Revisit Your California Tax-Exempt Status Qualifications in Light of Blue Shield Revocation

Blue Shield, the third-largest health insurer in California, has lost its state tax-exempt status. The California Franchise Tax Board (FTB) made the decision to revoke Blue Shield’s status in March 2015.

Blue Shield had been criticized for its higher-than-necessary reserves to pay future claims, extravagant executive pay, and purchase of a luxury box suite at Levi’s Stadium, the new home of the San Francisco 49ers in Santa Clara, California.

Given the high-profile nature of this revocation and the fact that tax-exempt status is of primary importance to not-for-profit organizations, it’s important to review the factors required for California exemption and understand what actions may put your organization at risk. We’ll discuss these below—but first, let’s begin with some background.


More than 70 years ago, Blue Cross Blue Shield (BCBS) plans were organized under federal law as social welfare organizations under Internal Revenue Code (IRC) Section 501(c)(4). The plans were subsidized by members in exchange for health care benefits, and this became an integral way for their members to pay for health care. The plans are independently operated and controlled on a state-by-state basis. Various regulations control the plans in each state, and Blue Cross Blue Shield has implemented a variety of techniques to function under them.

For-profit, commercial insurers challenged the tax-exempt status of BCBS in the early 1980s, at which point the federal government created a special tax class for BCBS organizations under IRC Section 833. The California Revenue and Taxation Code didn’t conform and doesn’t offer the same reduced tax rate as the IRC. So despite the elimination of their federal tax-exempt status, many plans, like Blue Shield of California, continue to maintain their tax exemption under state and local laws.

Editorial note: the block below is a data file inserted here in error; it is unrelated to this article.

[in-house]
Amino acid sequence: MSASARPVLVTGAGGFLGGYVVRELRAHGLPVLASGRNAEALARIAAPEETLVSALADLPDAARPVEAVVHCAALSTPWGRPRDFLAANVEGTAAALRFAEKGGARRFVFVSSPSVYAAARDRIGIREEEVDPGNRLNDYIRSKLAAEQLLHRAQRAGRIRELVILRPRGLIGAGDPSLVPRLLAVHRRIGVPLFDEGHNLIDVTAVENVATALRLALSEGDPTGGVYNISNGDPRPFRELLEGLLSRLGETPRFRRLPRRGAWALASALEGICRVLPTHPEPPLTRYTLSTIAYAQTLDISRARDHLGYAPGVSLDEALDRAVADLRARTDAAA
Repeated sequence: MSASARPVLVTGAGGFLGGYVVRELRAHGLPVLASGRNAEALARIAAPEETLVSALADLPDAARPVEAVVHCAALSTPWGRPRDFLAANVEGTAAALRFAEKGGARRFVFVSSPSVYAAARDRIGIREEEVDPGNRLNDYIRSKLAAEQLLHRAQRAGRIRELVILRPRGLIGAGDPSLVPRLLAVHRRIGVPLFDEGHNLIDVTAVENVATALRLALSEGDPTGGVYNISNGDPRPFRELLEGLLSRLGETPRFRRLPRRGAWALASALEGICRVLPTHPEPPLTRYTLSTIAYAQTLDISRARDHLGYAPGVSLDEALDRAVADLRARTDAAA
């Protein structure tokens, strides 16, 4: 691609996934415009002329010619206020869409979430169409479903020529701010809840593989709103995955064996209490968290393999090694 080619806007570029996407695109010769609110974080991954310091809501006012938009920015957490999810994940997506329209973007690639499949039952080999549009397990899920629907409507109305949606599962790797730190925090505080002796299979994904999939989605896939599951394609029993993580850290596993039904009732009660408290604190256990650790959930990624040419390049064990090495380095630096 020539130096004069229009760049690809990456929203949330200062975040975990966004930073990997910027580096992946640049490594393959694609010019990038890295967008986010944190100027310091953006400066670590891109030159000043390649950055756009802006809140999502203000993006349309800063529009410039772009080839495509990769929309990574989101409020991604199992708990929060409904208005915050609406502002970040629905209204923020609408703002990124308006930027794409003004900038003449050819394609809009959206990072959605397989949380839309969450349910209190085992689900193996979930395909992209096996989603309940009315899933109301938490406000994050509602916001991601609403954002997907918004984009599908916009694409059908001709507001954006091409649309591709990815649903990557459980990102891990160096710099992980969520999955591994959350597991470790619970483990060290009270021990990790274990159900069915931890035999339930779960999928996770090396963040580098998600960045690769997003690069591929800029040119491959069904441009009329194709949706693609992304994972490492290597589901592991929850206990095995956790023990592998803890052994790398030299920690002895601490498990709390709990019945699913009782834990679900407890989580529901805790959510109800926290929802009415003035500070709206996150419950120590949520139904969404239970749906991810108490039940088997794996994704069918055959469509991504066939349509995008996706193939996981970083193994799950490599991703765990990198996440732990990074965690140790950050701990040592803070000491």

In the 1990s, Blue Cross of California was a not-for-profit insurer, but it later converted to a for-profit company. Some of the assets held by Blue Cross of California were used to create two grant-making health foundations: California Endowment, a 501(c)(3) private foundation; and the California HealthCare Foundation, a 501(c)(4) entity. To date, many not-for-profit organizations receive grants from these foundations. At the time, creating the two new entities allowed BCBS to distribute its assets, reducing its own taxable income while also benefiting from a tax deduction for the contributions made to the newly formed exempt entities.

An Industry-Wide View

Though the rationale for a health care insurer’s tax exemption differs from that of a hospital, the bottom line is that both types of health care organizations are subject to scrutiny.

Charitable hospitals, for example, are now subject to federally mandated reporting requirements under IRC Section 501(r), which sets out four key provisions with which charitable hospitals must comply. These provisions cover financial assistance policies, billing calculations for uninsured patients, certain collection practices, and community health needs assessments to maintain their exemption. Under the final regulations, which were issued December 28, 2014, not-for-profit hospitals have been required to report statistical information related to charity care, bad-debt expenses, and unreimbursed costs for services provided through government programs.